Their Plant Eyes: A Personal and Cultural History of Blindness, by M. Leona Godin
This fits broadly within the genre of “blind memoir,” as Godin tells the story of her progressive vision loss and life with blindness, but she interweaves it with stories and biographies of blind people at different points in history to very enjoyable effect. Come for the salacious story of how Athenian Tyreseus was blinded and given prophecy by the gods; stay for Helen Keller’s often-glossed-over Vaudeville years, and meet a host of fascinating blind people in between. My one small critique? Like everyone, she starts her history of blindness with the Greeks, those late-comers to history who somehow get first credit for everything. Guess I’d better get working on that book on blindness in the ancient Middle East!
Down, Girl: The Logic of Misogyny, by Kate manne
I wasn’t quite sure which category to put this book into, but since it deals broadly with the ways we police people based on the bodies they inhabit, I thought it might as well go here. I first heard of this book in connection with its coinage “himpathy,” which denotes the excessive sympathy given to men who are accused or convicted of gendered or sexual violence against women. The term struck me as a little too cute and didn’t motivate me to read the book right away, but I’m glad I did.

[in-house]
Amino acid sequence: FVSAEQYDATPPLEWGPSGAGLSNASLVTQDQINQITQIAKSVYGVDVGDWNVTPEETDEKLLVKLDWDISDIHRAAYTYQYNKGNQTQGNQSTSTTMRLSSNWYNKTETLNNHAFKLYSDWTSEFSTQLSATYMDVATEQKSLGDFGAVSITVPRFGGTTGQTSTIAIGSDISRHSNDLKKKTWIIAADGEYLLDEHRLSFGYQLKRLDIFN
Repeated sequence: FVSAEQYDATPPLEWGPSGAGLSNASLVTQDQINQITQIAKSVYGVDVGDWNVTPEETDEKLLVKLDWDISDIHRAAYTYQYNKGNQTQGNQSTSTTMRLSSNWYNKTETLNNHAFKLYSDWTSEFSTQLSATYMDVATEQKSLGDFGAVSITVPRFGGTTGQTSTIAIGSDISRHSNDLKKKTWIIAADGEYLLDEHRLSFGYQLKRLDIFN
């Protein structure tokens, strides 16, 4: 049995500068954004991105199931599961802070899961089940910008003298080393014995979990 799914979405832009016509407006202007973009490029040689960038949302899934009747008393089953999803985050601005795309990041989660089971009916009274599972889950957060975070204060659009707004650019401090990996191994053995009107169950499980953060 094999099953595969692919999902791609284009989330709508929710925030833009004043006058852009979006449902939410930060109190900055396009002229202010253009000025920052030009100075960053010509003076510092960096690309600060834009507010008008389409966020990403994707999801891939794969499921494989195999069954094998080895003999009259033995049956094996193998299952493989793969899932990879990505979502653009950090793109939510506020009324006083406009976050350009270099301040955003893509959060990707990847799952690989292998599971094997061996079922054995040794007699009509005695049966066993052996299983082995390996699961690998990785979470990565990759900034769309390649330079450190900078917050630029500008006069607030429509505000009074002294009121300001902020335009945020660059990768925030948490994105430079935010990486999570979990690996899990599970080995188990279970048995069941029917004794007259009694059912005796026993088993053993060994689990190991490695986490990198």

Now I use Manne’s model of misogyny all the time. It is so clear and powerfully explanatory that once you have read it you see the pattern at work everywhere. Misogyny and its manifestations in gendered violence are not illogical, incomprehensible, or inexplicable, as news outlets tend to conclude when gendered atrocities take place. Rather, misogyny in its various forms serves, in Manne’s words, as “the enforcement wing of patriarchy.” Misogyny is not the same thing as patriarchy, then, and it must also be differentiated from sexism. Patriarchy specifically describes any system in which roles and possibilities are determined by gender, with greater authority and autonomy going to men and submission and subservience allotted to women. Patriarchal systems are justified by sexism—that is, beliefs regarding the different natures of men and women and their relative social positions and value. Within a patriarchal system, gender roles are policed on both sides for deviance. Improper manhood and womanhood can both be stigmatized and sanctioned. Here, Manne focuses primarily on misogyny—acts of aggression and violence intended to control women who venture outside the prescribed boundaries of their gender’s assigned role(s). As such, it appears most predictably when women seek to resist or escape the control of men. With detailed argumentation and plentiful examples, Manne develops the intricacies of this broad thesis and its manifestations in different areas of life. As a work of academic philosophy it can get pretty dense, but the payoff is 100% worth it.